For the powers in the Kremlin, this procedure constitutes a significant setback. For many years, Moscow had tried to immunize itself against such procedures by fostering close relationships with decision-makers in Europe. Former politicians, such as former German chancellor Gerhard Schröder, were put on the payroll to guarantee influence at the highest level. What Moscow did not expect was the independence of the European Commission, which is not easily impressed or swayed in the areas in which it has a forceful mandate for action deriving directly from the EU treaties. None of Gazprom's excellent connections around Europe could protect it from Commission action. The fact that the EU had the will, the means, and the guts to actually enforce its own rules came as a nasty surprise to the company and its masters.

The truly astounding element in the EU-Gazprom saga is that Russia felt safe and did not see it coming. Russia's implicit calculation that the same methods that are successful at home would yield similar results in the EU framework sheds a rather interesting light on the mindset of Russia's elite. It is, in its essence, a failure to understand the EU’s rules-based system. In a country where the validity of rules can be seen as flexible and dependent on personal and political loyalties, corruption is the key ingredient of state power. In the EU, where, for the most part, rules are taken seriously regardless of who is in power, this calculation does not work. To underestimate the power of the European Commission to enforce these rules is, in the EU context, a beginner's mistake. The Russians could and should have known what politicians and lobbyists in Europe know instinctively. The fact that they didn’t reveals a fundamental misunderstanding of the rule of law that is the backbone of the entire integration exercise.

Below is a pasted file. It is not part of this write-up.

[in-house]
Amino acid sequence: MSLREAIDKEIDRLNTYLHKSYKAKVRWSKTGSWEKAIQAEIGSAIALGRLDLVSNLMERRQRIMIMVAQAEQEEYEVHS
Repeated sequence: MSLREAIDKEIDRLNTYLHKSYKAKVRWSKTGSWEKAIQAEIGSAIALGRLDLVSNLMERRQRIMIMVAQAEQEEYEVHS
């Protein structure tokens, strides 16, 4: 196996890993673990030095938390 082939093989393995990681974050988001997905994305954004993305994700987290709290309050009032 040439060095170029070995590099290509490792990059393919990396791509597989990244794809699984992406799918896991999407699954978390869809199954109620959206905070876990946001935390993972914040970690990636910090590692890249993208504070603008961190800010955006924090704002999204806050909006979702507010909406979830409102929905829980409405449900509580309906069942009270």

It could well be that there is an even bigger mechanism at play in the Gazprom case. It is a classic topos among Russia experts to lament the fact that Russian political culture is locked into a zero-sum mentality that makes politicians in the Kremlin incapable of understanding the win-win culture that is the core principle of the European integration process. It is claimed that Russia's archaic and strict idea of state sovereignty makes it culturally blind to the way Europe works. The very idea of defining a political relationship in terms of "sovereignty bargains" according to which in return for giving up some autonomy one gains disproportionally in shared benefits, is alien to the Russian mindset. How, then, could they possibly understand the role and the intrinsic motivation of the European Commission which so valiantly defends these bargains?

For Europe, the Gazprom case holds a few very useful lessons as well. It is not the EU's foreign policy apparatus that created a unified position vis-a-vis Russia in a question of strategic importance, but its good old-fashioned competition watchdogs. The fact that even the EU's external clout derives, for the most part, from its economic strength based on the single market, is a valuable lesson for those promoting a stronger EU role in the world. Secondly, Eurosceptics should take a good look at the institutions they so love to hate. Their value goes way beyond most of the petty, provincial anti-European arguments that are thrown at them with annoying repetitiveness. In whichever way you look at the Gazprom case, it is a rather educational political exercise before it has even fully gathered steam.

This post is an abridged version of an article published by Wirtschaftswoche.